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Wednesday, June 19, 2024

Ballard releases 5-point plan for improving education

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Mayor Greg Ballard has unveiled his education platform that includes strategies to increase public education opportunities within the city that will position Indianapolis as a national leader in innovative education reform.

“The future of our city involves the creation of new, independent, high-quality public schools that consistently educate and serve all students exceptionally well,” said Mayor Ballard. “New, independent, high-quality public schools are an element of – and can be a catalyst for – neighborhood, workforce and economic development.”

Mayor Ballard’s plan builds upon his first term in office, which include:

  • Received more than 50 applications for new charter schools and opened eight schools – four of which are nationally unique models – for a total of 23 schools.
  • Secured up to $1.4 million in grants.
  • Piloted a model high school accountability system.
  • Created a new performance system for students in special education programs.
  • Featured in nine national publications.
  • Made eight charter school renewal decisions.
  • Launched enhanced school performance information via the Internet.
  • Expanded the Office of Charter Schools into the Office of Education Innovation.
  • Petitioned the Indiana General Assembly to pass a law that allows the mayor to petition the State Board of Education to transfer underperforming schools to local oversight.
  • Implemented an intensive community school model with United Way of Central Indiana.

Ballard’s Five-Point Education Plan was announced at the regular meeting of the Greater Indianapolis Progress Committee.

The plan follows.

(1) Make Indianapolis national headquarters for education reform movement.

To make Indianapolis the national headquarters for this growing movement, Ballard would attempt to attract education reform leaders and groups to locate in our city. He would offer an income tax credit to nonprofit education reform organizations that locate in the city.

(2) Charter incubator to open 20 new schools by 2016. Despite the number of charters growing more than 40 percent since 2008, Indianapolis still does not have enough high-quality charter schools to meet the need in our community, especially for students enrolled in chronically low-performing schools.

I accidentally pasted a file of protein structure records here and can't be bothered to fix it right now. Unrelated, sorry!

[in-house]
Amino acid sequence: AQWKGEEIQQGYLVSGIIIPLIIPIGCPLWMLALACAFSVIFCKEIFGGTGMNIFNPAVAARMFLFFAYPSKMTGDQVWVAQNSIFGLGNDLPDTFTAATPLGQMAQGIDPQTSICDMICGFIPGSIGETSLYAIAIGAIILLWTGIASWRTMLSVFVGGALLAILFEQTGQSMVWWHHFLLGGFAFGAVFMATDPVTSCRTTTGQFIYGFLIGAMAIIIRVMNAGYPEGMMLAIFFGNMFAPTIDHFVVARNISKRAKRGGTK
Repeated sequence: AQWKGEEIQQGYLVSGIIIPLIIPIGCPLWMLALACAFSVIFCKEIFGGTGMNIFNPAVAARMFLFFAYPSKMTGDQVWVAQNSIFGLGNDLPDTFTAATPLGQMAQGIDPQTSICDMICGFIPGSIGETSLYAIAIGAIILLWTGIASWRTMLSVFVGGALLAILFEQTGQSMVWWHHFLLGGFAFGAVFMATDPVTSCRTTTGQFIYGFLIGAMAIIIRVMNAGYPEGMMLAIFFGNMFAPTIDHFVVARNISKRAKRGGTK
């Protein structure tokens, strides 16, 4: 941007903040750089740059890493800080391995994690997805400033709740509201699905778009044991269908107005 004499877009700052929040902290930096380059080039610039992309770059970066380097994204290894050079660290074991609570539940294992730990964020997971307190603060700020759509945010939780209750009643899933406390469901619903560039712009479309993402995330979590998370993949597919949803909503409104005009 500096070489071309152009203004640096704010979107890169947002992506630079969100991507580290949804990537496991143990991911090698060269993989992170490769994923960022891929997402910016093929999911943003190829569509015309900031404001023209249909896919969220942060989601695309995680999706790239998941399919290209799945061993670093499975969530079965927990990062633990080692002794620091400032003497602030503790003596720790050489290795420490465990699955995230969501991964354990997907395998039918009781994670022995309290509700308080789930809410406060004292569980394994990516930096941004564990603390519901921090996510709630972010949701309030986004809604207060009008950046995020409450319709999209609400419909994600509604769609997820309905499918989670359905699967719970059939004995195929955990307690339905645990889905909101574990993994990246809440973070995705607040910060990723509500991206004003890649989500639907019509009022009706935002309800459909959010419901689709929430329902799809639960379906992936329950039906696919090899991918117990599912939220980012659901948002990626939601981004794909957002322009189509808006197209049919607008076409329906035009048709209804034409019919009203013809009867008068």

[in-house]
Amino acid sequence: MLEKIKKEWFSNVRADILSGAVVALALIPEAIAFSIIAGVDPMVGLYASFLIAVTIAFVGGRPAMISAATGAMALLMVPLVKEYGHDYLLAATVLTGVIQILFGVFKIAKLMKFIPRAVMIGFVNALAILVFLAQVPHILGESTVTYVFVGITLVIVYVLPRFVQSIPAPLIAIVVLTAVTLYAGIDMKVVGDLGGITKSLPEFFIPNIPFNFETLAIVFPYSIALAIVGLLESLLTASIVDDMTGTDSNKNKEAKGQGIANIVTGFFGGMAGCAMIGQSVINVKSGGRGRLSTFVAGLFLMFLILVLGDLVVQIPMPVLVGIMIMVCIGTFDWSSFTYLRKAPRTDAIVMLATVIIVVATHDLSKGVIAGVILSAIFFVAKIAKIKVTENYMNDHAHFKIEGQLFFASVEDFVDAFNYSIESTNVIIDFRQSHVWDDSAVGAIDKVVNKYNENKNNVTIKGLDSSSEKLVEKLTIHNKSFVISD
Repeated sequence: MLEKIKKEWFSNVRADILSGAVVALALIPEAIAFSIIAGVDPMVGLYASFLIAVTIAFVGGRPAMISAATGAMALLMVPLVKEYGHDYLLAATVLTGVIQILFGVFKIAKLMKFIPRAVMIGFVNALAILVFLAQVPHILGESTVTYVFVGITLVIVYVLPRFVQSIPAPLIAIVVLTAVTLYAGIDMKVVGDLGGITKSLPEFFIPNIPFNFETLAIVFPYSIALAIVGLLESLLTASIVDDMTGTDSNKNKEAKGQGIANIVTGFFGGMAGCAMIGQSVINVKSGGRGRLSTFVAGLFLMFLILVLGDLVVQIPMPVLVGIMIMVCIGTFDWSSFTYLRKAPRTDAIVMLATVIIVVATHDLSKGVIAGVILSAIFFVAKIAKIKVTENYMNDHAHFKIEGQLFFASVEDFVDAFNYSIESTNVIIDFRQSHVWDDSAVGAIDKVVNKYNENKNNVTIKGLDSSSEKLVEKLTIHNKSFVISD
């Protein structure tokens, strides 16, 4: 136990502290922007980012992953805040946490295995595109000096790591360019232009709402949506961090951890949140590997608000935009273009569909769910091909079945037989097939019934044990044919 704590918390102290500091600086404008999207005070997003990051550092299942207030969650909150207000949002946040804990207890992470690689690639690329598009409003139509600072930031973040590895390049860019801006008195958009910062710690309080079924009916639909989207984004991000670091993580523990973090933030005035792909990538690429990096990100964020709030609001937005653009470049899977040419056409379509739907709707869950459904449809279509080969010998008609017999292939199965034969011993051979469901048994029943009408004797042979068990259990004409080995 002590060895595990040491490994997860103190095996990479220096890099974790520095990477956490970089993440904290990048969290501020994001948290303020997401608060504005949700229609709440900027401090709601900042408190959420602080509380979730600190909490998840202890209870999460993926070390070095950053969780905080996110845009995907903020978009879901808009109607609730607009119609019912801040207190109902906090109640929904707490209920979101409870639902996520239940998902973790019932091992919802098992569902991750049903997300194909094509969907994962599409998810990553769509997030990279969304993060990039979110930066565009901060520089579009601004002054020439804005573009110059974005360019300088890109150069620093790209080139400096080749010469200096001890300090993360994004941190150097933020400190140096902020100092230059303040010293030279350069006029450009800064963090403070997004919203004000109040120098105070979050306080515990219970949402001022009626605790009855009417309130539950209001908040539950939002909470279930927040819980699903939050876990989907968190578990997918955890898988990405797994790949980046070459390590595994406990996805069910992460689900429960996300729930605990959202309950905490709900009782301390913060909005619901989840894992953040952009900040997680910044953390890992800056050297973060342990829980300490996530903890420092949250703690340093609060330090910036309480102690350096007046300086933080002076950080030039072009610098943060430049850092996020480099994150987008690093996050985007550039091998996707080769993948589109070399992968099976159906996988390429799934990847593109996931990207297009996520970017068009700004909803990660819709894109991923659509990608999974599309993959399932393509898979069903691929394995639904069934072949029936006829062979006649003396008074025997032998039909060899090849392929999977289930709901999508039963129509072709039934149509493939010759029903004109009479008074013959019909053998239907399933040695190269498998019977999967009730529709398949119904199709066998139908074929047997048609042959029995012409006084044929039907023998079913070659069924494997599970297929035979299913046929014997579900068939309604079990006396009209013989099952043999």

(3) Expedite replication of successful existing charter schools.

Indianapolis is home to 23 charter schools, many operating successfully with students coming in to attend from low-performing traditional public schools. In addition to incubating new charters, Ballard would expedite the process to speed up the ability of these schools to replicate their successes in other parts of our community.

(4) Create schools targeting high-growth job sectors.

Indianapolis is emerging as a national leader in many high-growth career fields. Recently the Wall Street Journal identified Indianapolis as one of the nation’s seven top growth hubs, highlighting the city’s success in attracting and growing life science jobs. Mayor Ballard would work with education leaders, third-party organizations and charter school operators to develop charter schools that prepare students for jobs in these high-growth sectors.

(5) Petition to return local oversight of state turnaround schools.

Mayor Ballard worked with state lawmakers to give the city the ability to petition the State Board of Education to return schools subject to state turnaround to local control.

 

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